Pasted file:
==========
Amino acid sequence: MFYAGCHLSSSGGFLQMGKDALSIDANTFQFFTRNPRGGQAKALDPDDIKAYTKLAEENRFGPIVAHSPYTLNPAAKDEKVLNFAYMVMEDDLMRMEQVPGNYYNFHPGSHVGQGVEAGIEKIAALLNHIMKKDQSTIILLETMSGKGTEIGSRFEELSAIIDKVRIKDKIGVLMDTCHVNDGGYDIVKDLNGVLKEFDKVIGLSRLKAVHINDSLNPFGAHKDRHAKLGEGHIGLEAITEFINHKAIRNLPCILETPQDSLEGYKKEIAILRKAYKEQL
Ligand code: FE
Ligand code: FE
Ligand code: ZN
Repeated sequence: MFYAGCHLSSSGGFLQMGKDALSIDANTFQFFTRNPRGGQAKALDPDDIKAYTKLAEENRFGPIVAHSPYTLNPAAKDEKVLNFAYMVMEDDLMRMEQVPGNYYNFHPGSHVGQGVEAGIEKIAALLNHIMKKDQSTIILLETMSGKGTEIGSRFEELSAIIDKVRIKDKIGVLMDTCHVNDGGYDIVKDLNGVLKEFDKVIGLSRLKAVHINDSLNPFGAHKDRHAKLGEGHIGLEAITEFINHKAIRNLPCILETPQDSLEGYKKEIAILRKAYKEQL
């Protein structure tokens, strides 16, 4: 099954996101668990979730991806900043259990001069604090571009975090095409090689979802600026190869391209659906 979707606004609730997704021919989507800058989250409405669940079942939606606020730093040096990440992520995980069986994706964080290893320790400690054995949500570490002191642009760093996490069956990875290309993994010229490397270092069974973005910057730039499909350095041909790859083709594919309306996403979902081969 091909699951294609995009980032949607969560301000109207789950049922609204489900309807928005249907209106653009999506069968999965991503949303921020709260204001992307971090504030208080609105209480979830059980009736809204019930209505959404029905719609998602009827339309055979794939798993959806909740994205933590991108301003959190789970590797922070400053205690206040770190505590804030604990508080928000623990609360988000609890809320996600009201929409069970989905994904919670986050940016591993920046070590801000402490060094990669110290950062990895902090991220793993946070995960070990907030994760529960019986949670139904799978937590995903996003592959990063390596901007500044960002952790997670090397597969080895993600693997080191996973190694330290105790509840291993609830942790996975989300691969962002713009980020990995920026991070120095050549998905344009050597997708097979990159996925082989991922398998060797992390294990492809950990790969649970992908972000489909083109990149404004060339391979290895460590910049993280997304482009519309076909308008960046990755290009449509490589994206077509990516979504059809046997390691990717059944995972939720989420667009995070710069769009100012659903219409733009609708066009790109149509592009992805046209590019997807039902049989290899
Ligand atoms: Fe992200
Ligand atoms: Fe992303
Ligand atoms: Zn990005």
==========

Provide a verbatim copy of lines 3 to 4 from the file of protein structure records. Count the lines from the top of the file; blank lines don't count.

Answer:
Ligand code: FE
Ligand code: ZN